Creating global prosperity without economic growth

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12 Steps To Treat Our Growth Addiction

by Joshua Nelson on 16th April 2010

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Can the economy continue to grow on a finite planet? Some have already realized the answer to this question is an unequivocal “no” and moved onto the question of “what next?” Perhaps we should not necessarily ask ourselves “what’s next?” but how do we get to “next” in the first place? (you can read why economic growth cannot continue hereherehere and here)

How do we get out of this system that supports, feeds and requires growth? Without growth our modern economies fail, people lose employment, prices fluctuate – society begins to fall apart. Our system is designed to not only foster growth, but is structurally dependent upon it. It’s like a drug we physically cannot live without. Meanwhile our next growth fix might very well send us over the edge, into a “growth overdose” – destabilization of the climate, famine, resource scarcity and economic collapse.

How do we break the cycle? Why not treat it like an addiction and use the tools of recovery?

Addiction Treatment – 12 Steps to a Post Growth Society

Taken from your basic 12 step addiction treatment, I purpose we apply these to our society. Note, we can’t rely on divine intervention, so these have been changed a bit: I’ve replaced “God” with “people and planet”. We created this mess, we can get out of it. The specifics of how we accomplish each step I leave up to question. It will be our generations greatest question: for  you, me, and the rest of humanity to figure out.

In order to break the cycle of growth addiction we, the developed nations, must take the following steps:

  1. Admit we were powerless over growth – that our lives have become unmanageable.
  2. Come to the belief that a we hold the power within ourselves to restore our sanity.
  3. Make a decision to turn our will and our lives over to the care of our planet and our people.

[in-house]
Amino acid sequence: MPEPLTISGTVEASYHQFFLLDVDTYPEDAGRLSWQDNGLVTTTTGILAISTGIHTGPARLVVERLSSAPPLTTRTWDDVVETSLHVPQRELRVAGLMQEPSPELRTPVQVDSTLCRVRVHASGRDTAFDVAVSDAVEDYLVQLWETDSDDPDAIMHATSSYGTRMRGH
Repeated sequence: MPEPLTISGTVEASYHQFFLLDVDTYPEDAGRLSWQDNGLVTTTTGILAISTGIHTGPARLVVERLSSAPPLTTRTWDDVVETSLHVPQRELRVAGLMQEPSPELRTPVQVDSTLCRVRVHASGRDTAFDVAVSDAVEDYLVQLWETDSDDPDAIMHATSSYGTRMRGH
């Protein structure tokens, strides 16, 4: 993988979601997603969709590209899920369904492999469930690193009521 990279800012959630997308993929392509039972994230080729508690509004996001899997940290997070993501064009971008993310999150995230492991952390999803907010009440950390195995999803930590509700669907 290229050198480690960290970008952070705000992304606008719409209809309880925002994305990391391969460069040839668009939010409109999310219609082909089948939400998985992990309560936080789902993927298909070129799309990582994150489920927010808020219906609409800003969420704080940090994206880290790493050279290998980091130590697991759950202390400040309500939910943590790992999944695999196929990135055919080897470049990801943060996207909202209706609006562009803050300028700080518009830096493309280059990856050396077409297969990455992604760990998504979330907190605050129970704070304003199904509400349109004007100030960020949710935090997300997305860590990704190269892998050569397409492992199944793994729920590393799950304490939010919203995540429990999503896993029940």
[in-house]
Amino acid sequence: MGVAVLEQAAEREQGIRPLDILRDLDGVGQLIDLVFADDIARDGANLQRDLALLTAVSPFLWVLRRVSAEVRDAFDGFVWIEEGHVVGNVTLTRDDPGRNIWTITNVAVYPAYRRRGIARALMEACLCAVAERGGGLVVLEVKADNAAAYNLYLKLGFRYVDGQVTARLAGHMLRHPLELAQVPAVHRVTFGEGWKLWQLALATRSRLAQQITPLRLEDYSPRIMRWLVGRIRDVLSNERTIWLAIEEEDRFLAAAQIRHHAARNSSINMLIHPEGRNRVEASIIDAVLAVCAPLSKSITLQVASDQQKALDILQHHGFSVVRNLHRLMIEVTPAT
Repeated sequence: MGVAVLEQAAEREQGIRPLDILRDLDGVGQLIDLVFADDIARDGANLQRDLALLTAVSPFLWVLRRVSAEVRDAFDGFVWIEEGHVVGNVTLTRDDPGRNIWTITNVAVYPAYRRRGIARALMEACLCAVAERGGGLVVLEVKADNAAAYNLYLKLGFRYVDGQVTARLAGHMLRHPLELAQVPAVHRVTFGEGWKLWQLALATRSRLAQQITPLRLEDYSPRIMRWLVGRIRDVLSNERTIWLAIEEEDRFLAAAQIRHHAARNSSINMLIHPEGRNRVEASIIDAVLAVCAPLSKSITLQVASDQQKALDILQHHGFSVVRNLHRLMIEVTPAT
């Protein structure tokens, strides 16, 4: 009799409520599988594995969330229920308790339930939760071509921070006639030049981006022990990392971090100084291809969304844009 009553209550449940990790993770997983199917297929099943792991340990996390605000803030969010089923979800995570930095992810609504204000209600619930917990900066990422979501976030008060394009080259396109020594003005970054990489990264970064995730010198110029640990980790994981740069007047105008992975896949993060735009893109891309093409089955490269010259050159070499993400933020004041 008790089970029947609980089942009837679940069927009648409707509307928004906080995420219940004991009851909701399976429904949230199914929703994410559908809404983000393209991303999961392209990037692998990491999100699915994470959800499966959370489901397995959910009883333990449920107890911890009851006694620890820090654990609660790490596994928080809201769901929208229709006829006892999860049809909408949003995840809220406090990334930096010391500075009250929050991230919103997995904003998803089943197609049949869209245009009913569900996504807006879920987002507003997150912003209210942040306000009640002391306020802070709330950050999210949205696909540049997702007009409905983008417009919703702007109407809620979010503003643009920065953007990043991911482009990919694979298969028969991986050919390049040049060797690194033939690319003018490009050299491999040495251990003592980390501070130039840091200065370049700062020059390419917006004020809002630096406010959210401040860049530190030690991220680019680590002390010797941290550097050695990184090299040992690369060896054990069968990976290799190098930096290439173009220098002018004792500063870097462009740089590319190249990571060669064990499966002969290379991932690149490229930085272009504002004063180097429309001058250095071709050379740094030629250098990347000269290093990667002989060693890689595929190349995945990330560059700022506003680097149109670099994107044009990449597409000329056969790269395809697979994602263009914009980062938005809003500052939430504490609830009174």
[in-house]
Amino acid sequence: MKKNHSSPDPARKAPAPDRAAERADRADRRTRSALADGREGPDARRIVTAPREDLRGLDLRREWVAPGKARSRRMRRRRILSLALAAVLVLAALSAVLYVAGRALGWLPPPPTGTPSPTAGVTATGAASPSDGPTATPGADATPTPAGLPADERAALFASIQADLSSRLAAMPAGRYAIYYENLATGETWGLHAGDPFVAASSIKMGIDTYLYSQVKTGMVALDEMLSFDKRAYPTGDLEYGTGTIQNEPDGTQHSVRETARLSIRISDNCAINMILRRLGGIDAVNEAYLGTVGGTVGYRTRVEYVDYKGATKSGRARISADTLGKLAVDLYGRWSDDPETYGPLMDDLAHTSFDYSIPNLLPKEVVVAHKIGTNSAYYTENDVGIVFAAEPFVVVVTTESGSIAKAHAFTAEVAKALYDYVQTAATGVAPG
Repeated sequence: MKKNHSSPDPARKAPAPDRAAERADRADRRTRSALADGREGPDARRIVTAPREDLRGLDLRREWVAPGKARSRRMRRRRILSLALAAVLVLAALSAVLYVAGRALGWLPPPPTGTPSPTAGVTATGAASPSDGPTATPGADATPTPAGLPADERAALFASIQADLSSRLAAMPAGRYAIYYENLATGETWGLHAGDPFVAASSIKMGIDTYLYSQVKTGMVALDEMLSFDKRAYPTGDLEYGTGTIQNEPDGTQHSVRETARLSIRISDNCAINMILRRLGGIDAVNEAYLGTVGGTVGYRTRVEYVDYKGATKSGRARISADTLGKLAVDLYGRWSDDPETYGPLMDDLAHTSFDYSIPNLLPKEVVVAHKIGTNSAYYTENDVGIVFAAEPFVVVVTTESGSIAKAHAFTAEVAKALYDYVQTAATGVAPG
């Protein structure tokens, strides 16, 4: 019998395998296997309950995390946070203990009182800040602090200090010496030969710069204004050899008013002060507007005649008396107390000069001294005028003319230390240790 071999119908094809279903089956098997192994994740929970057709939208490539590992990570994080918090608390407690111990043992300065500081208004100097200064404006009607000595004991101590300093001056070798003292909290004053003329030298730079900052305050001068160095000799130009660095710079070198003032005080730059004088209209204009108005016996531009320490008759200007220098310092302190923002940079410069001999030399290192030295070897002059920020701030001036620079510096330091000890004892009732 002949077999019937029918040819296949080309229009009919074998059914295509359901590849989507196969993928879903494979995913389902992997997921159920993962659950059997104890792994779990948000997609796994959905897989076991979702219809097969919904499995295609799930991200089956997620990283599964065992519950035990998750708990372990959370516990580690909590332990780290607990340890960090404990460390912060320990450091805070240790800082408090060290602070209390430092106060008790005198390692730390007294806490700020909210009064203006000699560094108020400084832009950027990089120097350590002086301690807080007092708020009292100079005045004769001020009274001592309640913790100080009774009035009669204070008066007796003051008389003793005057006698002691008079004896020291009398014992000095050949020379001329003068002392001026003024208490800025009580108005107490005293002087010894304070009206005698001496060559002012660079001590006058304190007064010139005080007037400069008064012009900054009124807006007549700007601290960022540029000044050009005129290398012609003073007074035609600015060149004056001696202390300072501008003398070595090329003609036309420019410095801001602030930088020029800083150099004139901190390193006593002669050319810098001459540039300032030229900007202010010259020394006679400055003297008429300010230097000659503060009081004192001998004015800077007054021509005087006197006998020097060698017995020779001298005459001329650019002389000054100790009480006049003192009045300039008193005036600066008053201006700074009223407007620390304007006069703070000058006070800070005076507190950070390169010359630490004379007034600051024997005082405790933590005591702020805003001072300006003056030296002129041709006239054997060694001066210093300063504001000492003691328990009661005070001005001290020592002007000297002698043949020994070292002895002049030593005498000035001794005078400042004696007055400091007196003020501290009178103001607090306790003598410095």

4. Make a searching and fearless moral inventory of ourselves.
  5. Admit to ourselves the nature of our wrongs.
  6. Realize we’re entirely ready and able to remove these defects of character.
  7. Make a concerned, specific effort to fix our shortcomings.
  8. Make a list of all ways we have inflicted harm and become willing to make amends to them all.
  9. Make direct amends to such people wherever possible, except when to do so would injure them or others.
  10. Continue to take personal inventory and when we were wrong promptly admit it and strive to fix it.
  11. Through collaboration and cooperation seek to improve our conscious contact with planet and people, pursuing the knowledge of how to improve the relationship of the human economy with the supporting biosphere.
  12. Having had a spiritual awakening as the result of these Steps, we shall try to carry this message to others, and to practice these principles in all our affairs.

How should we break the cycle to growth? Do we find our strength in cooperation with people and planet? Then we can ask, What’s next?

This post was written by

avatar Joshua's life goal is leave this world better than when he came in – similar to the campsite rule. He started writing about sustainable economics with his blog Steady State Revolution, acted as Washington Chapter Director for the Center for the Advancement of the Steady State Economy (CASSE) for a few years and is a co-founder of the Post Growth Institute. An avid reader, cyclist and hobbyist mead maker, Joshua lives Seattle, WA USA with his wife and son.

Joshua has written 22 posts on Post Growth Institute. Contact Joshua

{ 1 comment }

avatar Scott May 27, 2010 at 08:12

Nice. Wouldn’t it be great if humanity had a therapist we could consult every other week? You know: Sit in the little waiting room, read the magazines, sit on the couch, and talk this whole thing over.

To take your premise one step further, what do you think it would take to get us into the therapist’s office in the first place? Something like the oil spill in the Gulf? Some climate-related event? Or does it have to be a crisis at all? What makes addicts eventually go in for treatment?

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